Chronicle of the Middle East and North Africa

Enkidu for Music Dies and Does not Rise

Iraq cultural heritage
Members of a Spanish flamenco music group perform during a ceremony for the unveiling of replicas of “lamassu”, an Assyrian protective deity depicted with a human head, the body of a lion, and bird wings, at the University of Mosul in the northern Iraqi city on October 24, 2019. Photo: Zaid AL-OBEIDI / AFP

Youssef Sharqawi

The Epic of Gilgamesh comes in two epochs, the Sumerian and the Babylonian, Enkidu’s death is different in each, two musical instruments killed him in the first.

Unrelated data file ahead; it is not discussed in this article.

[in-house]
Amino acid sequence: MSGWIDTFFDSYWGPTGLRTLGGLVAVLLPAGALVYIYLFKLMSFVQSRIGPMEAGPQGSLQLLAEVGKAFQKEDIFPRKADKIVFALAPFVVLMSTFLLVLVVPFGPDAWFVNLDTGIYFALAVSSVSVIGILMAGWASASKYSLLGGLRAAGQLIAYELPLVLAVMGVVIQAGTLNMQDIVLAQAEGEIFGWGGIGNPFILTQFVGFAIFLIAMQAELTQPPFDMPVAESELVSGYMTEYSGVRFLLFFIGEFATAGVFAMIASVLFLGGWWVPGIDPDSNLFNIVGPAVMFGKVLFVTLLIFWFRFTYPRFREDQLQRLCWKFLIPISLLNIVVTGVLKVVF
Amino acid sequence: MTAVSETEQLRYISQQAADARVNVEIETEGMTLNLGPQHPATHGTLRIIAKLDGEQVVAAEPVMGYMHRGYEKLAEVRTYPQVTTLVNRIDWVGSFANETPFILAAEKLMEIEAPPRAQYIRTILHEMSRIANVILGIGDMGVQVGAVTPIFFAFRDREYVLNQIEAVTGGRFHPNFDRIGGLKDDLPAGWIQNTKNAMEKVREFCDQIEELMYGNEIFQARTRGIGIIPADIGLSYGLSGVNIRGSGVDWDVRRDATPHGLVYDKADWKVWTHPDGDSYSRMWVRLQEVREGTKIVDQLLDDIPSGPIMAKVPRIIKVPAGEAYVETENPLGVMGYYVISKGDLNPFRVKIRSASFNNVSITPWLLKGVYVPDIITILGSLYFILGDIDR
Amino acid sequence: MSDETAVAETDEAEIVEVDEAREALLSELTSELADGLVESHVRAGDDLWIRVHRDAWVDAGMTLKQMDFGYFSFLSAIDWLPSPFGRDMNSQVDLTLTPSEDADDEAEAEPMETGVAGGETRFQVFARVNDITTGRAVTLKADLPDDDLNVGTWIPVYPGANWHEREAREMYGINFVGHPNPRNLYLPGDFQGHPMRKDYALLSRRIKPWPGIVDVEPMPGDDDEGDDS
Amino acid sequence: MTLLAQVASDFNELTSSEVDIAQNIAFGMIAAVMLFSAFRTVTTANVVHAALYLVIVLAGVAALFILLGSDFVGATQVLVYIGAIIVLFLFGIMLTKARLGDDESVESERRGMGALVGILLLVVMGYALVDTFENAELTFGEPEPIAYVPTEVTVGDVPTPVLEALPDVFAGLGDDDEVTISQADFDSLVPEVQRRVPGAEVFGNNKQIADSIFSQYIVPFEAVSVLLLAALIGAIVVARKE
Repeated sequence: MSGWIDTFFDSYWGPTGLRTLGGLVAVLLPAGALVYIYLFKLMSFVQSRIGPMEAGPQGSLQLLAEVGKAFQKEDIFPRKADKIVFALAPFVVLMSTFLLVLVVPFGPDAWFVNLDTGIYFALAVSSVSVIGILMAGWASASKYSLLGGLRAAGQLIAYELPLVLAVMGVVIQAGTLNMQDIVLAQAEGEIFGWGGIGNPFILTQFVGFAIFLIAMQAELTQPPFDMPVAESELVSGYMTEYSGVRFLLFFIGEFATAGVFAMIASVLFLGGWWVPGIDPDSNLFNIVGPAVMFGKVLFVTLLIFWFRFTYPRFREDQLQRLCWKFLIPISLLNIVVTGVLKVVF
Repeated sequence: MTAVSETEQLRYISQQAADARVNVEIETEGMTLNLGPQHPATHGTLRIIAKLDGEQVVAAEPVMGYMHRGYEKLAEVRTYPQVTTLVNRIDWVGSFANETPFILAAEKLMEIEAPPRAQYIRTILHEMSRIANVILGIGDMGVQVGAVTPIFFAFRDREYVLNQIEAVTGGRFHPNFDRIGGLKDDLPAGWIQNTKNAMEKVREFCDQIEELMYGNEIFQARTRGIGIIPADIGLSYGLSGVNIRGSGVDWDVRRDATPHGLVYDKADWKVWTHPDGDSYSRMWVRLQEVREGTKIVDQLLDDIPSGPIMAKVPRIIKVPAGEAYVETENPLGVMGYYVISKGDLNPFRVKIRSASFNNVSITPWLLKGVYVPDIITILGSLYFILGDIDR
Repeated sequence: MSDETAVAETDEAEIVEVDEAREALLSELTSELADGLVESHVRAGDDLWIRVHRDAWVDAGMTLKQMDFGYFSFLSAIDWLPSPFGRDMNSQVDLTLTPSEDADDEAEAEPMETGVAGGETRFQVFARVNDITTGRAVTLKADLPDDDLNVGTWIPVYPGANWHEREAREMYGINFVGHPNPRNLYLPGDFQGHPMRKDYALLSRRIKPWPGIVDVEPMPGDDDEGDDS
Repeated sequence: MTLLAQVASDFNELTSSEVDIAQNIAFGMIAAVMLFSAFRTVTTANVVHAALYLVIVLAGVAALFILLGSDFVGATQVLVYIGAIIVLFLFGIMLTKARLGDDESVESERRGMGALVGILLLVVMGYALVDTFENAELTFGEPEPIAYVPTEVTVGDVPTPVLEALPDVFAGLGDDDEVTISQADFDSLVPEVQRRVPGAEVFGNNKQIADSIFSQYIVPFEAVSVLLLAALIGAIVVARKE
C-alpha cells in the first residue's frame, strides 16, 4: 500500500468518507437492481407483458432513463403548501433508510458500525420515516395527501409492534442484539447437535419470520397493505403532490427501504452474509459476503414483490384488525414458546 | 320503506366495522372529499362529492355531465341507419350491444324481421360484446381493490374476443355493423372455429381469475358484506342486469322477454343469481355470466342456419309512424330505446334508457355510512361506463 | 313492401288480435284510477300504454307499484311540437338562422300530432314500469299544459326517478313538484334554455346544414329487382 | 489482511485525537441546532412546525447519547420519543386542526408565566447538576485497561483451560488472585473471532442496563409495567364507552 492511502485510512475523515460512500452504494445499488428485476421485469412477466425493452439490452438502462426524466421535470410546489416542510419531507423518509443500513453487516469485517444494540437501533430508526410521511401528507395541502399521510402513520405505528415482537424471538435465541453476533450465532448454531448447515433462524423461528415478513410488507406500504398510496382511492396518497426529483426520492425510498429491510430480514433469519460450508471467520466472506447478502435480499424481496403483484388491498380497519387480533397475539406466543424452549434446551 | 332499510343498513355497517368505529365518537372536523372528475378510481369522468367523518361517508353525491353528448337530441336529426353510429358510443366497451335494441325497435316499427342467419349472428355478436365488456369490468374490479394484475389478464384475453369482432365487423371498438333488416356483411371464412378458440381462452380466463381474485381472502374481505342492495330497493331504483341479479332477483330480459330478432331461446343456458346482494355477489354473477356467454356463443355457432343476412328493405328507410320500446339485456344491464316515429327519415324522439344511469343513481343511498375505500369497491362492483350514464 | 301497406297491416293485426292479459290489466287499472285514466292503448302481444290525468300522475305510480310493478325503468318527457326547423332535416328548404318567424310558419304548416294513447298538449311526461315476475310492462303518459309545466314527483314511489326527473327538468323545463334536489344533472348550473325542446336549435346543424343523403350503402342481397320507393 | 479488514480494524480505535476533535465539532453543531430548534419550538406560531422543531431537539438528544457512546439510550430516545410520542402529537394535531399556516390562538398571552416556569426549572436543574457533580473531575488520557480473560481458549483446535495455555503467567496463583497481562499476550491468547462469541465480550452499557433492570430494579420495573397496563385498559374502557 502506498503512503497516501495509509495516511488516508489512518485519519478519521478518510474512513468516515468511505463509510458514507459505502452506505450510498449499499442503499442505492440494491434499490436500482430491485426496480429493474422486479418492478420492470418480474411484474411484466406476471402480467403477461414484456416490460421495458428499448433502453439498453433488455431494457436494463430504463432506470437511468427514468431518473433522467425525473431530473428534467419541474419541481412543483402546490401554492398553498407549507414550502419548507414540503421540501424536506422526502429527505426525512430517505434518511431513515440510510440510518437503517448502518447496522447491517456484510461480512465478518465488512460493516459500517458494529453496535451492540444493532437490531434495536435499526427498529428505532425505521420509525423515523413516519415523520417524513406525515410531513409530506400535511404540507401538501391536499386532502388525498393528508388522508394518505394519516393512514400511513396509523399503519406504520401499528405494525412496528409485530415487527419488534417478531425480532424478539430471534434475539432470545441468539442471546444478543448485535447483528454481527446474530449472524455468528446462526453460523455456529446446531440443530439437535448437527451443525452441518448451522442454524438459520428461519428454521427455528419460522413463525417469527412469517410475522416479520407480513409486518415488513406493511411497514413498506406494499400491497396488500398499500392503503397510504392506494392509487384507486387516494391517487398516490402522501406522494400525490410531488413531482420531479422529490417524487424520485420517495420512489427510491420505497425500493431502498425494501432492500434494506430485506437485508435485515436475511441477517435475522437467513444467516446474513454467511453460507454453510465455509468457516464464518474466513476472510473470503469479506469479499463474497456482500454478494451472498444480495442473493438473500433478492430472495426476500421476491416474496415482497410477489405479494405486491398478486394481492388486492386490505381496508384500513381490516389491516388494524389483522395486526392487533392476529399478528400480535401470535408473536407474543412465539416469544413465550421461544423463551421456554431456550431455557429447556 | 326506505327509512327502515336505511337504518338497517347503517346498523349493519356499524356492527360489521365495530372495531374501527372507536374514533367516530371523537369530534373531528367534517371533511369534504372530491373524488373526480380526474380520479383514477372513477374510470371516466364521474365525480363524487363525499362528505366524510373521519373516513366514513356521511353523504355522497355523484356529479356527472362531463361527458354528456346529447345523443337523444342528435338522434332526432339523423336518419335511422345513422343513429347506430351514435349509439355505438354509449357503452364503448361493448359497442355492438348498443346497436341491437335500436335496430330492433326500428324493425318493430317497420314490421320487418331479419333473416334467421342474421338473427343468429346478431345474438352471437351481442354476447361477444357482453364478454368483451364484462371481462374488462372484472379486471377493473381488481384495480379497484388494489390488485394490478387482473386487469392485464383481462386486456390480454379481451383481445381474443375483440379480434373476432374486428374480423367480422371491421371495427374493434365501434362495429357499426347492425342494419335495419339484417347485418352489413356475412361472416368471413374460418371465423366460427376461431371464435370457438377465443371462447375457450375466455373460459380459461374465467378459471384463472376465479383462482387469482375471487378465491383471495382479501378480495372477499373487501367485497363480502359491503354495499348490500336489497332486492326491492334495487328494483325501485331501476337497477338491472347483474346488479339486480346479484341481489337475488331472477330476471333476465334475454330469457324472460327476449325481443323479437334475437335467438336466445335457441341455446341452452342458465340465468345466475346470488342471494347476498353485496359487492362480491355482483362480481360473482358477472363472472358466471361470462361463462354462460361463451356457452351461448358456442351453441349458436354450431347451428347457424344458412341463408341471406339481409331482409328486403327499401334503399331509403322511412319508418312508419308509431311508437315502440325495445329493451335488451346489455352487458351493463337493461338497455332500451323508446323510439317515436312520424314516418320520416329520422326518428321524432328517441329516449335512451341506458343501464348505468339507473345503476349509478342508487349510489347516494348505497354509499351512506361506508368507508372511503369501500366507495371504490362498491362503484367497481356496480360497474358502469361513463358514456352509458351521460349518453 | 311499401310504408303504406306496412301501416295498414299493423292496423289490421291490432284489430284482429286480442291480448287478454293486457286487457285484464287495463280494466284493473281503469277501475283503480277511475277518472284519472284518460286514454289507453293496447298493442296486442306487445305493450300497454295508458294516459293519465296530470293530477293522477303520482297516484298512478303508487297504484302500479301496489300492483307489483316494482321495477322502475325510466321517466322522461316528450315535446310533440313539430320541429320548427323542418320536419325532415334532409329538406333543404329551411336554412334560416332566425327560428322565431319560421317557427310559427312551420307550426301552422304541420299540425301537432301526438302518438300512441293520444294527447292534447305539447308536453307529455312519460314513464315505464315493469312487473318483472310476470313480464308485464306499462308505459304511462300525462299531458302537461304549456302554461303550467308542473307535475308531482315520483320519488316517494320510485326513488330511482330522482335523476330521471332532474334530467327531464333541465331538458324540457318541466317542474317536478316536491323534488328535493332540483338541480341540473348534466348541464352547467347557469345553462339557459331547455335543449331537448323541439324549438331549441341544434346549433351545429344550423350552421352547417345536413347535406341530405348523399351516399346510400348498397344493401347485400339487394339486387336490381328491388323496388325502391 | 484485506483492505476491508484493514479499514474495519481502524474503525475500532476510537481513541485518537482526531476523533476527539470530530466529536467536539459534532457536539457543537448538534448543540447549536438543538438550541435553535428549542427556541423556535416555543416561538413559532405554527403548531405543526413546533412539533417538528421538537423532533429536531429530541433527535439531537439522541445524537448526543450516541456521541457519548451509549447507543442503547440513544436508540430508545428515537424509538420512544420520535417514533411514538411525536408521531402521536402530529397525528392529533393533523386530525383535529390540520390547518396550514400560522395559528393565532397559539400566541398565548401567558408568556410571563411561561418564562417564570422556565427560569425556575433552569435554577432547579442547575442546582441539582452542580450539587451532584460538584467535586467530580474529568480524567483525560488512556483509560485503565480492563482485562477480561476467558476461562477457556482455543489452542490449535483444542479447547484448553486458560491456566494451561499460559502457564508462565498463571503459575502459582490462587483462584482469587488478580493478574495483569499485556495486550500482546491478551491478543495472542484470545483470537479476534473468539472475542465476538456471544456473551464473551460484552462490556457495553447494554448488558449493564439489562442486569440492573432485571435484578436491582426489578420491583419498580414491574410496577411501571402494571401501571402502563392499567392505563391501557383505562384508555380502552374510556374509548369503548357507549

The artistic creation is a realization of the aesthetic desire rooted in the soul and human biology. It is the fulfillment of a practical and immediate utilitarian need, and a view of the human problem. A work of art could rarely go beyond the limits of time and space like “The Epic of Gilgamesh” did. Four thousand years after being written in Mesopotamia, people of various cultures all over the world keep reading this epic, as if it was written last night. Firas al-Sawwah* was the researcher that knew Gilgamesh the most. According to him, Gilgamesh** is a man who fought the gods to bring us the secret of life, the mystery of death and the secret of living in this short life. He traveled for too long till he reached the setting of the sun. Moreover, he walked through the underworld in the path of the sun to its rising place. He crossed the seas of death, explored the land of gods and descended to the depths of the great ocean so that he may bring us an endless treasure. According to al-Sawwah, the valuable treasure that Gilgamesh has placed in our hands is not an easy answer to the most difficult issue: the secret of life and the mystery of death. He died for the sake of the treasure and wanted us to endure as he did to open his chest for us. That is why the epic has remained, since the discovery of its first tablet fragments in the middle of the last century. That’s why it kept preoccupying scholars of ancient languages, ancient mythology, literature, and anthropologists of various trends.